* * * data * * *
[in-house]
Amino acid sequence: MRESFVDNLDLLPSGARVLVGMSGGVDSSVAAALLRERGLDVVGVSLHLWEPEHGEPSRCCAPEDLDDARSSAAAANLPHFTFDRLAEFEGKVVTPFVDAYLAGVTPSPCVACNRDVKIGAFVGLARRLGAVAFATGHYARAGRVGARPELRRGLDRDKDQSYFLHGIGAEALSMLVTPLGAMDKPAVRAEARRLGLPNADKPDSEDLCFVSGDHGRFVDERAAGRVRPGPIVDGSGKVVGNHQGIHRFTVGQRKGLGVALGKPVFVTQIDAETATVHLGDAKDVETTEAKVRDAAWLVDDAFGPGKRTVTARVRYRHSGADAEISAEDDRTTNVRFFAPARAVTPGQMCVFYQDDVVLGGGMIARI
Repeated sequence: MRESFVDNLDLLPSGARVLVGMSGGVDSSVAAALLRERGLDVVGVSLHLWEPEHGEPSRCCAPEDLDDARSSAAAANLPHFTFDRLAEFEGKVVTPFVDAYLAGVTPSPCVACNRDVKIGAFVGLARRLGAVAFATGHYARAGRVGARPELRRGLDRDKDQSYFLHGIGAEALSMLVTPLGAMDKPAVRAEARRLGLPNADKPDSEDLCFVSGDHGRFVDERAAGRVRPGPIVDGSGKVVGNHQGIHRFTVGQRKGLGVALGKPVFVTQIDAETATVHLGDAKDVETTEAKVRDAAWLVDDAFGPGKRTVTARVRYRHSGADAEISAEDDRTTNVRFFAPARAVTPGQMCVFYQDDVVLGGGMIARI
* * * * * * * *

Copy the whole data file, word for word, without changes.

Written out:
[in-house]
Amino acid sequence: MRESFVDNLDLLPSGARVLVGMSGGVDSSVAAALLRERGLDVVGVSLHLWEPEHGEPSRCCAPEDLDDARSSAAAANLPHFTFDRLAEFEGKVVTPFVDAYLAGVTPSPCVACNRDVKIGAFVGLARRLGAVAFATGHYARAGRVGARPELRRGLDRDKDQSYFLHGIGAEALSMLVTPLGAMDKPAVRAEARRLGLPNADKPDSEDLCFVSGDHGRFVDERAAGRVRPGPIVDGSGKVVGNHQGIHRFTVGQRKGLGVALGKPVFVTQIDAETATVHLGDAKDVETTEAKVRDAAWLVDDAFGPGKRTVTARVRYRHSGADAEISAEDDRTTNVRFFAPARAVTPGQMCVFYQDDVVLGGGMIARI
Repeated sequence: MRESFVDNLDLLPSGARVLVGMSGGVDSSVAAALLRERGLDVVGVSLHLWEPEHGEPSRCCAPEDLDDARSSAAAANLPHFTFDRLAEFEGKVVTPFVDAYLAGVTPSPCVACNRDVKIGAFVGLARRLGAVAFATGHYARAGRVGARPELRRGLDRDKDQSYFLHGIGAEALSMLVTPLGAMDKPAVRAEARRLGLPNADKPDSEDLCFVSGDHGRFVDERAAGRVRPGPIVDGSGKVVGNHQGIHRFTVGQRKGLGVALGKPVFVTQIDAETATVHLGDAKDVETTEAKVRDAAWLVDDAFGPGKRTVTARVRYRHSGADAEISAEDDRTTNVRFFAPARAVTPGQMCVFYQDDVVLGGGMIARI